This Street/Strip

This Street/Strip ’56 Custom Has A Very Unique Ford Hemi

California native George Shields may just have the loudest car in the entire Sacramento region. But dig deeper under the hood of his beautiful ’56 Ford Custom and you’ll find what may also be the most unique vehicle around, as well.

The Gasser-style ’56 is powered by a rather rare Boss 429 Hemi with Arias-Root Hemi heads, measuring 665 cubic inches. On his preferred Sunoco 110, the engine dyno’ed at 1,065 horsepower naturally-aspirated, and the car has been down the 1/4-mile in 10 seconds flat in its very limited use as a racing machine.

“A fella’ in Kansas built the car, and a guy out of Missouri built the motor. It was sold to a guy in Tennessee and then I bought it from him,” the 72-year-old Shields shares. “My son had sent me a picture of this car two of three years before I bought it, and he said this was the best-looking Ford he’d ever seen stance-wise. I told him, ‘I think you’re right.’ I was buying one of Tony Christian’s 57 Chevrolets from this guy in Tennessee and asked him if he happened to have a ’56 Ford gasser. He said, ‘yeah, I’ve got that car.’ So I flew back to Tennessee and bought the red ’57 and this ’56 from him.”

The car is an original, all-steel 1956 Ford Custom, from bumper to bumper, in practically show-winning condition. There is likewise a full factory-look interior inside. Underneath, a 4-link has been fitted to the frame, and Shields added Competition Engineering wheelie bars for looks.

The 429 is backed up by a Ford C4 transmission that transfers power out to a 9-inch Ford rearend.

Perhaps even more unique than the 1960s/70’s era block and cylinder heads, though, are the carburetors that sit atop it all.

“Back in the late 1960s and early ‘70s, when everybody was doing Trans Am racing with the Boss 302, they were all running cross-ram manifolds with two four-barrels that were staggered. Trans Am outlawed those carburetors, so Ford went and built an inline Autolite carburetor that was two four-barrels in a row. Those were outlawed by Trans Am, then by NHRA and NASCAR. There were about 350 to 400 of these built — there were large and small ones. I’ve got four of them, and a buddy of mine has one,” Shields tells us.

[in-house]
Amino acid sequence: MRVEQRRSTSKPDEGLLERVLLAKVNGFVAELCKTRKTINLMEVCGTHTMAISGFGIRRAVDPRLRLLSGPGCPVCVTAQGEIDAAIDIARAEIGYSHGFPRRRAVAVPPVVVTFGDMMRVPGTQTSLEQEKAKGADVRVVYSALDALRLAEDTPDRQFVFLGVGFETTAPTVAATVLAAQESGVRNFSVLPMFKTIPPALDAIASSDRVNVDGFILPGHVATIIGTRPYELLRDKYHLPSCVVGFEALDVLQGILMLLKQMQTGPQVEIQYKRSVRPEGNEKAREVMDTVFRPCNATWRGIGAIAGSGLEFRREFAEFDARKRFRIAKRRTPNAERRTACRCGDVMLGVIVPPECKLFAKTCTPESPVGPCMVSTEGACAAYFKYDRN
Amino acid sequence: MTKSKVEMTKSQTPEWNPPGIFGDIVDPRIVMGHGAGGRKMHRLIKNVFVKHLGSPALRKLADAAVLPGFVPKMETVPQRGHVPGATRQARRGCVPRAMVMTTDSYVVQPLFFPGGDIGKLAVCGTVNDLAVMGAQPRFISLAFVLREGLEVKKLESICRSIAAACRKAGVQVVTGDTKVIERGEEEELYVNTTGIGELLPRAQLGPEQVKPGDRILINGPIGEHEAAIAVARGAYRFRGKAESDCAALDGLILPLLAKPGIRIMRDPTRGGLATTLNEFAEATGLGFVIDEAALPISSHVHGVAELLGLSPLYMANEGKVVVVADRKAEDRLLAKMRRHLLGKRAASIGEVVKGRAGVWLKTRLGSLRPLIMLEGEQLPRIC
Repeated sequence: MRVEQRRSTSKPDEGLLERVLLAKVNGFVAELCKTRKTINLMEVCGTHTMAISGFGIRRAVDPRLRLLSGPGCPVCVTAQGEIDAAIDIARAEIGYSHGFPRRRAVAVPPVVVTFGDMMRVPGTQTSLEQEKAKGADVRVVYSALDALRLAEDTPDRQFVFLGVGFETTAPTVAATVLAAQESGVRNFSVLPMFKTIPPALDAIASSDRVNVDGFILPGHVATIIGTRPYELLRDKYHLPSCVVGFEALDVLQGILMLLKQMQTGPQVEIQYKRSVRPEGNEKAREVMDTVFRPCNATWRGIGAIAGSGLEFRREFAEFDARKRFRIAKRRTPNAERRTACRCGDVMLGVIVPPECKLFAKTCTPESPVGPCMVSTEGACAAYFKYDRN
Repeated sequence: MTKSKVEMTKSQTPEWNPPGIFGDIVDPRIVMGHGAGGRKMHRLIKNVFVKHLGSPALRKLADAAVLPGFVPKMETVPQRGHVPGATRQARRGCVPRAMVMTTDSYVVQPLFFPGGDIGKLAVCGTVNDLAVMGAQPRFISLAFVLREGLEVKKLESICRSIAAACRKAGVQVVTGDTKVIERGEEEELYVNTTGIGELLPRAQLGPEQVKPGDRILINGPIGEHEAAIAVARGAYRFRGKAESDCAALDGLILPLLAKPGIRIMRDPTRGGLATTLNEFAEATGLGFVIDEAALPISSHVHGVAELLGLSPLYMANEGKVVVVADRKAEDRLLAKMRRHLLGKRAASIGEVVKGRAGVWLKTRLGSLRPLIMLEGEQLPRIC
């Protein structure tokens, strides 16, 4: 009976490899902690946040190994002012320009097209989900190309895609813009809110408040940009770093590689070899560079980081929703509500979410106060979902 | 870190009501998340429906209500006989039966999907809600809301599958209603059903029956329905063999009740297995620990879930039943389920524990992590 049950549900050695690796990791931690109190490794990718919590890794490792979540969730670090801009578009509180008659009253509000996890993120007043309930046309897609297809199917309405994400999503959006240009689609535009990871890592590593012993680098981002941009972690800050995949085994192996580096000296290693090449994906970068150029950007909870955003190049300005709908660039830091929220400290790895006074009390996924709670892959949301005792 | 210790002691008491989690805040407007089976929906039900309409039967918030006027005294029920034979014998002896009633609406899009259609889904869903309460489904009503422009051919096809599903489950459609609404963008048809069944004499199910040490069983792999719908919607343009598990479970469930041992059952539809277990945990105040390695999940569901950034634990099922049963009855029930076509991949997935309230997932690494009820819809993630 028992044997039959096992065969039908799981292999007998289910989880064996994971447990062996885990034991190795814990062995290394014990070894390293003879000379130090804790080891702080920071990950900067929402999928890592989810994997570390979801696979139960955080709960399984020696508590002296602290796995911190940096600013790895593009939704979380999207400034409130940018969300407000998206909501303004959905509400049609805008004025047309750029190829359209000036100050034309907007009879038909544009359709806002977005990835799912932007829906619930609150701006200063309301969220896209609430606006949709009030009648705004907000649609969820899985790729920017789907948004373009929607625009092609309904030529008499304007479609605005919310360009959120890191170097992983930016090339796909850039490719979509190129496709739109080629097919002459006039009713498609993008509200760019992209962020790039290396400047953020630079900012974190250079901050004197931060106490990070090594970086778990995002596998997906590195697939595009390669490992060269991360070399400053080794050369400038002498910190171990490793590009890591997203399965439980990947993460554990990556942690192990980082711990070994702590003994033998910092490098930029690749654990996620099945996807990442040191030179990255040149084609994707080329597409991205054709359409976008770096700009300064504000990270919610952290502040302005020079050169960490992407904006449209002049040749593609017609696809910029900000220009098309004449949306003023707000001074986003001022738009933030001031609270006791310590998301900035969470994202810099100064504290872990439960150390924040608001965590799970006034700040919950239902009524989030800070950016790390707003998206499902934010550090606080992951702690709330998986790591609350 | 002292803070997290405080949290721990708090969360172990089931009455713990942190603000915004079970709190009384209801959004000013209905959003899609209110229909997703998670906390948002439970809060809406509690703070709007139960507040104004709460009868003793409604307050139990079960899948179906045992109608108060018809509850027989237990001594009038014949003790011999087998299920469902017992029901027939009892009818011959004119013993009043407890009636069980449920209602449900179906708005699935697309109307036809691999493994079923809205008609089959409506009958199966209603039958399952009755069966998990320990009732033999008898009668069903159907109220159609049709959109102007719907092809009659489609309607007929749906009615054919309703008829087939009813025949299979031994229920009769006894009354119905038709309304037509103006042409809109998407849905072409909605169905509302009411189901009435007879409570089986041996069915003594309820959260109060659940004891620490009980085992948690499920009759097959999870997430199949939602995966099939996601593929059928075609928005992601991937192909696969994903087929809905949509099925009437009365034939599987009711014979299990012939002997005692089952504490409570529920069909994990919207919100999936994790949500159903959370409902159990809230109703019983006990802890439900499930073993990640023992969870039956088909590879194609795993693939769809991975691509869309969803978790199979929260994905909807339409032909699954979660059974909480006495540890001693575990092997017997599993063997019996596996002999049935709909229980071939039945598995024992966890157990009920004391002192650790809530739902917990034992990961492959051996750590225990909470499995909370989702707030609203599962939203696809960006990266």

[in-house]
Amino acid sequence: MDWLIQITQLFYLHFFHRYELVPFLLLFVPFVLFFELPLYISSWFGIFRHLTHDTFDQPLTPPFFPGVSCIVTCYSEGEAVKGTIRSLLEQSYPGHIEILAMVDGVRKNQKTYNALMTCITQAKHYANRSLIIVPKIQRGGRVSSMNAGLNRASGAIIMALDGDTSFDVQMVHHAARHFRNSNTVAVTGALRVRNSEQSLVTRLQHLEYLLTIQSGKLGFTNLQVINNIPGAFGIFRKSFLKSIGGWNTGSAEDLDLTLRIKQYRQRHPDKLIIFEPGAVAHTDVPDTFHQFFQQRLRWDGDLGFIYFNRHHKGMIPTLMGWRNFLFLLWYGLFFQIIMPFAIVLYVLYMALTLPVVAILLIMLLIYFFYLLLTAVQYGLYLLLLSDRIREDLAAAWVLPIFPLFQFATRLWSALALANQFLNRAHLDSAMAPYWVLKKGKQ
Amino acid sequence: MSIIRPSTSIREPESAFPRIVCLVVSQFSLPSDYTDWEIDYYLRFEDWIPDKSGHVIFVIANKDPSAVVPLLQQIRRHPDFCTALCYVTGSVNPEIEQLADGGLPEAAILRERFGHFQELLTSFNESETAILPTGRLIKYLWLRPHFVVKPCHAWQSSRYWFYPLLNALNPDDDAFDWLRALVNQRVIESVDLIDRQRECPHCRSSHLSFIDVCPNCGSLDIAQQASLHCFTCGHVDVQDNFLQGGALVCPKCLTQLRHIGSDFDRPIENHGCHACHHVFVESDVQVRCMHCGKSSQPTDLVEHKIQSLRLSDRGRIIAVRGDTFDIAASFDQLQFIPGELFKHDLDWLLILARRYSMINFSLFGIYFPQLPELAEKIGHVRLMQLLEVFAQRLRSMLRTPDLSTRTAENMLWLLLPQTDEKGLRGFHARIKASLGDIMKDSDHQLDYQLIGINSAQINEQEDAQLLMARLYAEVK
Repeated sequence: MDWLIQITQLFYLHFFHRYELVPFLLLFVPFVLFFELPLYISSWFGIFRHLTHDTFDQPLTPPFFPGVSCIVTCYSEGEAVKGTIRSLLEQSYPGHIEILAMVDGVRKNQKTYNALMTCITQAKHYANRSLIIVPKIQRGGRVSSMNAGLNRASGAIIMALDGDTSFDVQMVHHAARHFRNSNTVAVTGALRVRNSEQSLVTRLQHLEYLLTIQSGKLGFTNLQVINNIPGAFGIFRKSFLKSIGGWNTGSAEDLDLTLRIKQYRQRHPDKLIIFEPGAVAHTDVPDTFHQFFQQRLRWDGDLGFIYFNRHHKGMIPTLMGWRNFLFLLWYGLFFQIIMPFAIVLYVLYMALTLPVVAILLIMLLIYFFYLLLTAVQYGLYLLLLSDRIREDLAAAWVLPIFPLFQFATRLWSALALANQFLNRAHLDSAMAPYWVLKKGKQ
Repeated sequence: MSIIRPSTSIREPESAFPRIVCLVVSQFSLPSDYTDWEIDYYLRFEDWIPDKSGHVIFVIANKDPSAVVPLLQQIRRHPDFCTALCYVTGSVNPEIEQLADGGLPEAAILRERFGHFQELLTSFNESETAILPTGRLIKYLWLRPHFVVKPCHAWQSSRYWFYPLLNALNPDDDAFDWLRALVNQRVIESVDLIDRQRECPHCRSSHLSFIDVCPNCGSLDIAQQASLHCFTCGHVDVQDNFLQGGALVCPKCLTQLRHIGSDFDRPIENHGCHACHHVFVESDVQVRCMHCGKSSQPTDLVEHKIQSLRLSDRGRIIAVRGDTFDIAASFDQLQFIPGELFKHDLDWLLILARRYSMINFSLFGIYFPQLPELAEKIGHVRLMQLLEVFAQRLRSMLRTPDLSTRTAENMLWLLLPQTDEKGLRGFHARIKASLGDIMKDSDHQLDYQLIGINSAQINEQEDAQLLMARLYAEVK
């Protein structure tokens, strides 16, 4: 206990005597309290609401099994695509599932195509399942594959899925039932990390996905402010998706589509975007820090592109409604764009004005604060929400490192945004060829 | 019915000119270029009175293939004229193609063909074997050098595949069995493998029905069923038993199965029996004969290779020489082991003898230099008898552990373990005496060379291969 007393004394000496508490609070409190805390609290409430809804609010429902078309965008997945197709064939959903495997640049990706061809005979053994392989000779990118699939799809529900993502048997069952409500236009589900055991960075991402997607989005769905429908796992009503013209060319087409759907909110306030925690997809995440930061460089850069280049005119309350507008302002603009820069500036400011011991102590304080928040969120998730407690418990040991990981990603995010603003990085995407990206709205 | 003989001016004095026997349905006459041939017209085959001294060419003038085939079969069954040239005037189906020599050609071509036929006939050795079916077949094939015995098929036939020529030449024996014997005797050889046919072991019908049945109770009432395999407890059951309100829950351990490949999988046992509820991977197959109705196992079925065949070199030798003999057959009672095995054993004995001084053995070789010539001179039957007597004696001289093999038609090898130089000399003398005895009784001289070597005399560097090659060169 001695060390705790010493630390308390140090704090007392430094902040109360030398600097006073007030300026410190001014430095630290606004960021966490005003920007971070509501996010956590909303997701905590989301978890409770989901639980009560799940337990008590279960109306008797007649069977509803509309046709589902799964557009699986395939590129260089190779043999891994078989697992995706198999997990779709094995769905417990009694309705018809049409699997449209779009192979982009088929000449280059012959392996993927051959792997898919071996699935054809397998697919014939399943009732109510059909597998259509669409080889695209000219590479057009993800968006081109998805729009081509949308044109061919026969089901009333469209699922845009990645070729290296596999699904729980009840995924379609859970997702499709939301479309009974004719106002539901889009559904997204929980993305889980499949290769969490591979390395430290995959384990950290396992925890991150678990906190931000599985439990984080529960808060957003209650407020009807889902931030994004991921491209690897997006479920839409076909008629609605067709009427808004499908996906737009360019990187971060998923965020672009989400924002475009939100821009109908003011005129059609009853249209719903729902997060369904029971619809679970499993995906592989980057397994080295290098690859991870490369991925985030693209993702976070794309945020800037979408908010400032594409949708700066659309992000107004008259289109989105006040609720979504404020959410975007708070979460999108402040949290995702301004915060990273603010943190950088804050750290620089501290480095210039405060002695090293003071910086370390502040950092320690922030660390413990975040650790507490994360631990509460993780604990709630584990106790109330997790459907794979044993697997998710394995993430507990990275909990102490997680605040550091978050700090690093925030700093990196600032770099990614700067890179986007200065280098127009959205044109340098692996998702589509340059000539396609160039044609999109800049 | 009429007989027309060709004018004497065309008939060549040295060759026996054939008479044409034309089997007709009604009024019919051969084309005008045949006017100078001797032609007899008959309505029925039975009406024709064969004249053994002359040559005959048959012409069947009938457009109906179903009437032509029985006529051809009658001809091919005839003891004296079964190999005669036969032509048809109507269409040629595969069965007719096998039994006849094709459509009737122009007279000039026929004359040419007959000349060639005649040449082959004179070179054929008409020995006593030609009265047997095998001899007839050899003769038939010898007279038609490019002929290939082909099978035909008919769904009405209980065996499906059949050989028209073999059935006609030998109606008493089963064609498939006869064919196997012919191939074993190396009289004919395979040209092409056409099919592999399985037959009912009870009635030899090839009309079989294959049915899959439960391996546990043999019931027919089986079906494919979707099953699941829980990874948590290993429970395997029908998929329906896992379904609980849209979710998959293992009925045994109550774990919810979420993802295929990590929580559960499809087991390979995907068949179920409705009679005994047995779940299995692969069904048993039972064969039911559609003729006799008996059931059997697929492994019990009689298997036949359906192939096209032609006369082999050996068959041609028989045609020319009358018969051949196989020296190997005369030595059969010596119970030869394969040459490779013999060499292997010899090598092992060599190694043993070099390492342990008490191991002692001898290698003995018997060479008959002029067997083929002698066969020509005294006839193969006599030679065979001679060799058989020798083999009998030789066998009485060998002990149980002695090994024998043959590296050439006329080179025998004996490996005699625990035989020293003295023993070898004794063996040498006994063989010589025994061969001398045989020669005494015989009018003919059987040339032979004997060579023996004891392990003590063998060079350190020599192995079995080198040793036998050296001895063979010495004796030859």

Where did he get these unique carburetors, you might ask? That, too, is a good story.

“We’d been looking for them for years, because they’re just so rare. We found four of them listed for sale by Pro Stock racer racer Warren Johnson, and I bought all four of them. Two of them are on this ’56, and I’ve got the blown Pro Street ’57 I’m going to put one on, and then my son is running a blown 427 ’55 with a Lenco that we may put one on. When I called Warren, he talked to me for a good half-hour about them. I think he was going to run them on one of his cars and then NHRA outlawed them, so the set of these carburetors I have on this car now had never been used.” It’s definitely cool to think these rare parts had sat for essentially half a century untouched.

When Shields bought the ’56 it had two four-barrels on it with a Hogan’s intake manifold, so he took the two fours and the intake manifold off and had a plate made to run two of the 1,425 cfm Autolite carburetors. A set of stacks complete the racey look, and a dry sump oiling system keeps it all running nice the smooth.

Shields had a set of custom zoomie headers built for the car, and in the state with perhaps the tightest vehicle exhaust regulations in the nation, drives it on the open road that way with all the confidence and bravado of a fella’ who grew up in a time when loud cars weren’t illegal, but an American right of passage.

“Here’s the deal. When you pass policemen in the summertime, they have earbuds in, and they have their windows rolled up with the air-conditioning on. In the winter, they have their earbuds in and the windows rolled up with the heater going. Nobody really bothers me. I’ve been driving cars like this for 30 years. When a cop goes by, if I see them coming, I just let up and coast. If they pulled me over, I would shut the electric fuel pump off and act like I couldn’t start the car. That’s my plan if anybody complains about the noise. Just tell them I have to call a tow truck, and hope I get out of there without a ticket,” he says with a sly laugh.

Shields hesitates to say whether he and his son will make some laps to discover the capabilities of the car. He only shares that, “we probably will, but once you go 12 seconds, they make you go through tech,” alluding to the fact that a tech inspector may take issues with some things they would find on this car, that could very well run in the nines.

“My drag racing career ended when my life insurance agent found out I was drag racing,” he adds. “I was drag racing, scuba diving, and parachuting, and they don’t want to insure you if you’re doing anything like that, and I have a large family, so I gave up the racing. My son’s kind of a gearhead now, and I’ve got three grandsons by him and they’re all gearheads, so it’s just something you get in your blood.”

Shields says in closing, “It’s just a really trick car, and the motor is really unique.”

About the author

Andrew Wolf

Andrew has been involved in motorsports from a very young age. Over the years, he has photographed several major auto racing events, sports, news journalism, portraiture, and everything in between. After working with the Power Automedia staff for some time on a freelance basis, Andrew joined the team in 2010.
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